In her “early” works, from the late 1950s or so up to the early 1970s, Le Guin was forging her style as an author. She weaponized classic, golden-age sci-fi tropes to grapple with her central problem. In Rocannon’s World (1966), an interstellar anthropologist tries to save a planet’s culture from an invading military force. The hero helps destroy the invaders. But he’s broken by the violence in turn; he becomes a burned-out husk in the new world. Who are the invaders, and why did they invade? What should the response be to such imperialism? The book only gestures at these questions. They stay in the margins of a typical hero quest. City of Illusion (also 1966) tackles those same questions in the same golden-age language. But it does it from another side. A planet is overrun by a violent and oppressive bureaucracy, filling the world with the illusions of well-being and peace; the hero must fight that bureaucracy. The ending is just as ambivalent. No answers are given; the main character turns to the Tao Te Ching to see through the bureaucracy’s illusions, but how? What magic or spell would make possible the victory of a sole hero? Or is that another illusion of the masters? She never answers.

By the late 1960s, though, Le Guin develops a style and voice all her own. The problem of imperialism calls forth a new language and new metaphors. The old “shell” of golden-age sci-fi cracks; out of it comes a new kind of social-political and anthropological sci-fi. This “mature” period is announced in two hugely influential works. The first is the complex masterpiece Left Hand of Darkness (1969), an exploration of gender, sexuality, language, and the limits of knowledge. At the core of the story lies an explorer from the Ekumen, a utopian intergalactic civilization that links, develops, and protects the native civilizations of the planets it finds.

Is this a distorted version of the liberal dream of peaceful capitalist expansion? Or a new hope of a kind of Communist International? She grew up in a house of liberals, after all, and her mother was, in her own words, “a 30s liberal.” But that’s also when John Dewey, champion of American liberalism, publicly defended a communist, Trotsky, against the smears of Stalin. Either way, Le Guin’s book inverts the imperialism at the core of Rocannon’s World (and lays the basis for Iain Banks’ Culture series to boot). The problem becomes, how could a genuinely expansive, even universal, culture be created — without imperialist slaughter and cultural decimation? Could it be? It’s a question extended even to the realms of knowledge and language. Can there be a language, and a way of knowing, that don’t destroy what they grasp? Here, too, we find no unambiguous answers. The Ekumen’s agent leads to disaster on the new world and the death of his closest companion.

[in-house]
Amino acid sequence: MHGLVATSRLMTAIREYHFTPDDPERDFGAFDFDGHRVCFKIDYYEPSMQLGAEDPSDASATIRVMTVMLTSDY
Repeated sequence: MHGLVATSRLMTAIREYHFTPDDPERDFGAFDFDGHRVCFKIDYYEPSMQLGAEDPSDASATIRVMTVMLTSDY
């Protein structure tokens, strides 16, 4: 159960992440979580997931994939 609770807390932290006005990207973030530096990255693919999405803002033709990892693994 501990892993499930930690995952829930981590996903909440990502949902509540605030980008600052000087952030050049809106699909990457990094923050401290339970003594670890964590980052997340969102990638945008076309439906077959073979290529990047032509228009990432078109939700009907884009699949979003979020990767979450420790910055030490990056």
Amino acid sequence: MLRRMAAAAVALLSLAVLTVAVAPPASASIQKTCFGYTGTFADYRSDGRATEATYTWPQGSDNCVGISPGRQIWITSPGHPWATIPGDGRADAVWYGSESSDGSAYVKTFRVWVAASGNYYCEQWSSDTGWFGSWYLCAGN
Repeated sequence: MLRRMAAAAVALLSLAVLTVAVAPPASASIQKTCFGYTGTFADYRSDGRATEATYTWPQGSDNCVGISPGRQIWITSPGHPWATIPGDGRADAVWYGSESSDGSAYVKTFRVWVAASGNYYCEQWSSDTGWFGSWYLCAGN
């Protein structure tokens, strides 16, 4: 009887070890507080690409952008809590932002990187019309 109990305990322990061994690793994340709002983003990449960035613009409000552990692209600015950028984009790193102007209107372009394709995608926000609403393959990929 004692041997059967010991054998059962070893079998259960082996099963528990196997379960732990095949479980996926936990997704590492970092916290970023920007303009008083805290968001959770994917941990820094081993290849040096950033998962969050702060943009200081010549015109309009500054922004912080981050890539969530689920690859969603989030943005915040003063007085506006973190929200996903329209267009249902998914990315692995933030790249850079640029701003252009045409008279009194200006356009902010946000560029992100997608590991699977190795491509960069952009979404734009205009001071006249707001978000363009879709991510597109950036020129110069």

The other book kicking off the mature period is A Wizard of Earthsea (1968), in what would become the original Earthsea trilogy. Fantasy had, for a long time, trafficked in the images of a largely white Middle Ages and stories of killing monsters. Earthsea, though, was a Bronze Age epic, filled with brown people wielding a magic closer to poetry than anything else. Wizard Sparrowhawk crisscrosses a mystic archipelago as he learns the art of sorcery — a kind of universal language (like the Ekumen’s universal culture) that rescues a being’s singularity, and releases it, rather than destroying it. And lurking in the background of the Earthsea series is a constant tension. The archipelago Earthsea is marked by a usually unspoken struggle between a central monarchy and the strangeness of the islands never quite under control, a tension never resolved — the frame of the whole series.

This main period is filled with some of Le Guin’s most original, iconic novels: the rest of the original Earthsea trilogy (1970 and 1972), The Lathe of Heaven (1971), The Word for World Is Forest (1974), and The Dispossessed (1974), not to mention the short story collection with “The Ones Who Walk Away from Omelas” (1973) — writing that I could hardly do justice to here. The Lathe of Heaven strikes inward: What if colonization is of the psyche too, the unconscious creativity of the mind itself? In The Word for World Is Forest, the problem of imperialism gets one of its most direct expressions: the violent battle of a native population, the peaceful Althsheans, against an invading force, and its incalculable and destructive consequences. The Dispossessed, perhaps, with Left Hand, a masterpiece of complex political and social exploration, offers a kind of political détante. A violent revolution in the past, an anarchist moon, and capitalist planet stand at odds, unstable in their truce. Annares, the anarchist moon, stands in constant danger from its rival; the capitalist planet has a brewing revolution. Shevek, traveler between worlds, seems to represent some resolution or next stage of social evolution, maybe.